Wichita Area Technical College is a public institution that offers more than 75 programs of study in Healthcare, Aviation, Manufacturing, Design, Business, Police Science and Transferable General Education. Degree and certificate options include Associate of Applied Science, Technical Certificate and Certificate of Completion.
WATC is accredited by the Higher Learning Commission (HLC), coordinated by the Kansas Board of Regents (KBOR) and governed by the Sedgwick County Technical Education and Training Authority Board (SCTETA). WATC operates three different campuses throughout the metropolitan area of Wichita. Its main campus is the National Center for Aviation Training (NCAT), located at 4004 N. Webb Road, Wichita, KS 67226.
Wichita Area Technical College's Employer Services Division offers customized training solutions for business and industry in south-central Kansas. Customized business training includes programs in Six Sigma, eMarketing, business training and leadership training. Industry training includes aviation, manufacturing, transportation, environmental health and safety, private security and workforce readiness.
Wichita Area Technical College - 2013 United Way Pacesetter Campaign Video - Wichita Area Technical College - One of 14 companies that are Pacesetters for the 2013 United Way of The Plains campaign year.
The Kansas Board of Regents governs six universities and coordinates and supervises Kansasâ 19 community colleges, five technical colleges, and five technical schools. Within Kansas Board of Regentsâ purview is the establishment of policies related to all institutions and the approval of all programs and course offerings. Courses may be submitted for approval on an as-needed basis, and program approvals may be submitted monthly. Institutions that wish to deliver approved programs or courses within the service area governed by the Kansas Wichita Area Technical College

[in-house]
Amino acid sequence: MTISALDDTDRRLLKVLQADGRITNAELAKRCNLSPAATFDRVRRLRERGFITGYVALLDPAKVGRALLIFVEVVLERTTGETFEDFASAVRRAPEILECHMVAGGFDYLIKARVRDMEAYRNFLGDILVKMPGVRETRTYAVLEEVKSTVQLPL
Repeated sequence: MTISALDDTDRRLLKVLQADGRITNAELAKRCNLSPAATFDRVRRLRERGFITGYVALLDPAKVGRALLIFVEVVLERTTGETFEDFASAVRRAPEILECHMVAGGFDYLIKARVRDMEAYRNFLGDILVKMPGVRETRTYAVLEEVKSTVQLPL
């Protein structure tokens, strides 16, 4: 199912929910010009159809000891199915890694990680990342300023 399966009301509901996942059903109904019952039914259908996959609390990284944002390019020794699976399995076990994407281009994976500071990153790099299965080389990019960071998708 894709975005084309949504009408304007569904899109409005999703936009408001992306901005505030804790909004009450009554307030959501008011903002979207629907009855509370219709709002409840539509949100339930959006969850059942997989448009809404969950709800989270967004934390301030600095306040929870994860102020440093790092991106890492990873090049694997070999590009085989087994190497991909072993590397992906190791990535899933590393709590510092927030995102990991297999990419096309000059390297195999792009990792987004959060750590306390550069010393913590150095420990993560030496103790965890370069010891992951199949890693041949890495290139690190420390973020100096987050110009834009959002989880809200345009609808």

Formal assessment began in 1999 as a way to measure the effectiveness of technical education. Instructors developed course competencies to provide a structure for assessing the skills, knowledge, and abilities graduates need to be successful in their programs and the workforce. The assessment plan was built upon this competency system. Department instructors, along with program advisory committees, made changes to the competencies that align them with current job-market needs. This process continues today, and in 2005, instructors, student, and employer surveys were added as a way to assess program outcomes.
Following the 2006 HLC-NCA visit, WATC embarked on a revised process of assessment. This process allows instructors to use a variety of measures that focus specifically on student learning outcomes.
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